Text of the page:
January 31, 2023

Man Gone Down by Michael Thomas

Our neighbor Michael has published this fine book.


Man Gone Down is currently #1 in our Paperback Fiction category on BookCourt’s Bestseller list.

$14.00 - 20%

Evoking the work of great American masters such as Ralph Ellison, but distinctly original, Michael Thomas’ first novel is a beautifully written, insightful, and devastating account of a young black father of three in a biracial marriage trying to claim a piece of the American Dream. On the eve of the unnamed narrator’s thirty-fifth birthday, he finds himself broke, estranged from his white Boston Brahmin wife and three children, and living in the bedroom of a friend’s six-year-old child. With only four days before he’s due in to pick up his family, he must make some sense out of his life. Alternating between his past—as an inner city child bused to the suburbs in the 1970’s—and a present where he is trying mightily to keep his children in private schools, we learn of his mother’s abuses, his father’s abandonment, and the best and worst intentions of a supposedly integrated America. This is an extraordinary debut about what it feels like to be pre-programmed to fail in life—and the urge to escape that sentence.


“Battered by bitter memories, and paralyzed by the poison of prejudice, which is tainting his relationships with his loving wife and sons, he works carpentry jobs, goes for long late-night runs, and seeks to exorcise his demons. By evoking the tension, longing, and beauty of the great and grinding city, summoning the mysterious power of the sea, and drawing on Melville and Ellison, Thomas has written a rhapsodic and piercing post-9/11 lament over aggression, greed, and racism, and a ravishing blues for the soul’s unending loneliness.”—Donna Seaman, Booklist (starred review)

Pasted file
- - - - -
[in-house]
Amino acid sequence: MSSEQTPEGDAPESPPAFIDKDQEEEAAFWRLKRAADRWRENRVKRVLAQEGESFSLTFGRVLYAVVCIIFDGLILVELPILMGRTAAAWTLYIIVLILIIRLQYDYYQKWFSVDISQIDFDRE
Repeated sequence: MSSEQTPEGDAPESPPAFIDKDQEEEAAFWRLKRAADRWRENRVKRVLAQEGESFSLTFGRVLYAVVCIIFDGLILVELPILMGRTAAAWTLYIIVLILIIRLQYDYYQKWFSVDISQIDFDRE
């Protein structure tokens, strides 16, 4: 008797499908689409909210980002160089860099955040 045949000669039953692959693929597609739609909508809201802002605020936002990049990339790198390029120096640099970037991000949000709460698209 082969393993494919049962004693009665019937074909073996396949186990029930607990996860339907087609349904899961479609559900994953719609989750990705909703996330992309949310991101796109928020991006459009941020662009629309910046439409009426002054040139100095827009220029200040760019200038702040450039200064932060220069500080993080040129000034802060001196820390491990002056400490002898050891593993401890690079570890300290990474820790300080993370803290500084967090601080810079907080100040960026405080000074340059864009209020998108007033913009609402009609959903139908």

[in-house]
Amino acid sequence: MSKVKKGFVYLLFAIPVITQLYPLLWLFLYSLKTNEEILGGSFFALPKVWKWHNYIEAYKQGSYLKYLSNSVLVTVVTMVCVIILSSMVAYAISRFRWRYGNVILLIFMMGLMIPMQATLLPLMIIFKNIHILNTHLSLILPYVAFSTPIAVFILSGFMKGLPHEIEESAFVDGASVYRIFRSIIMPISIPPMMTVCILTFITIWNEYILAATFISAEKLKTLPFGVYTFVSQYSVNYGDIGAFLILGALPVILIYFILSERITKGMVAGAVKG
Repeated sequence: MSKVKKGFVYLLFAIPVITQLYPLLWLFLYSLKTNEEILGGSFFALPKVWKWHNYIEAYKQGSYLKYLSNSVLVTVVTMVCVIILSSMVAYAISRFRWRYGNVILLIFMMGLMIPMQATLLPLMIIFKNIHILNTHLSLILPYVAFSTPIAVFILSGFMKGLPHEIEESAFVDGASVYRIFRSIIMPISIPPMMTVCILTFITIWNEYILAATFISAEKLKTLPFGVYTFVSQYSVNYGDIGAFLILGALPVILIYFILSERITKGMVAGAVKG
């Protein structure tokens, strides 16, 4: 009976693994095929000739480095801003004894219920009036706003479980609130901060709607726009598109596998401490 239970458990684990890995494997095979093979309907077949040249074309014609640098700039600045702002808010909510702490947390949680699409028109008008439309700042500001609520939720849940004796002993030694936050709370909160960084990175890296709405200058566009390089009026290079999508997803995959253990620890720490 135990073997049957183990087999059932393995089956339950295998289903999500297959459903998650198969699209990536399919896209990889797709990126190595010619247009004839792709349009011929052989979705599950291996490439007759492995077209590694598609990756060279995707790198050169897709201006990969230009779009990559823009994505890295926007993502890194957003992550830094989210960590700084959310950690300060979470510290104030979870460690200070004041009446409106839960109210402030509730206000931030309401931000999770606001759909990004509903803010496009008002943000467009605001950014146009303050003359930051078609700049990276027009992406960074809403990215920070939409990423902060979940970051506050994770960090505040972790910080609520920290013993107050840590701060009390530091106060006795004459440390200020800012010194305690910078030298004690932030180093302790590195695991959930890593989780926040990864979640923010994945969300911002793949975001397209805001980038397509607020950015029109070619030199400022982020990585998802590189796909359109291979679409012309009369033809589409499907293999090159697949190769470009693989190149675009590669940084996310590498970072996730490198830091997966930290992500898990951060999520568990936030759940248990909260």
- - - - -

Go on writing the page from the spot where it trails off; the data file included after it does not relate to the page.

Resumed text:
“Ambitious…. The book is filled with some virtuoso passages that expose the subtle degrees of racism in the narrator’s world.”—Kirkus Reviews

“In the great, dark churn of race and wealth, of poverty and prejudices, of judgments and forgivenesses that is the city, the hero of Man Gone Down charts a four-day, Homeric trek through what makes America and New York a social and racial nightmare as well as a dream that incredibly can still come true. In this fast-paced, idea-rich novel, Michael Thomas grabs you by the mental collar with the rare voice that is simultaneously classic and modern, with a style that compels the reader to cheer this unwavering husband and father onward, Ishmael-like, into the light, into the open waters of the next day. It would be a mistake to live in a city anywhere in America and not wade into Thomas’ rich and rewarding depths.” —Robert Sullivan, author of Rats and Cross Country: 15 Years and 90, 000 Miles on the Road . . .

“A big, brave, heart-wrenching first novel, Michael Thomas tackles head-on the subjects of race, work and family. A tremendous debut.” —Alice Greenway, author of White Ghost Girls

“Once in a great while a voice comes along that staggers us with its vitality, strength and timeliness. Michael Thomas is one of those writers, and he’s been gifted with a dynamic voice as well as with a story worthy of our attention.” —David Haynes, Author of The Full Matilda

“Michael Thomas is a thoughtful, intelligent, ambitious writer and Man Gone Down is an impressive first effort. Literature—and the world—would be well served by more like him.” —Martha Southgate, author of Third Girl from the Left

“The narrator of this remarkable novel can name each star in the constellation of circumstances that describe the shape of his life as if observing them from a great distance, yet with a surprisingly intimate and passionate accuracy. Its unique achievement, that is, its particular beauty, is in how it engages us, right from the start, with the unannounced arrival of revelations, with humor, and with the growing realization that the life he speaks of has much in common with our own.” —Chuck Wachtel, author of The Gates

“What a novel, and what a writer. Michael Thomas is brilliant, and Man Gone Down is riveting. Every page vibrates with love and anger and hope.” —Elizabeth Gaffney, author of Metropolis

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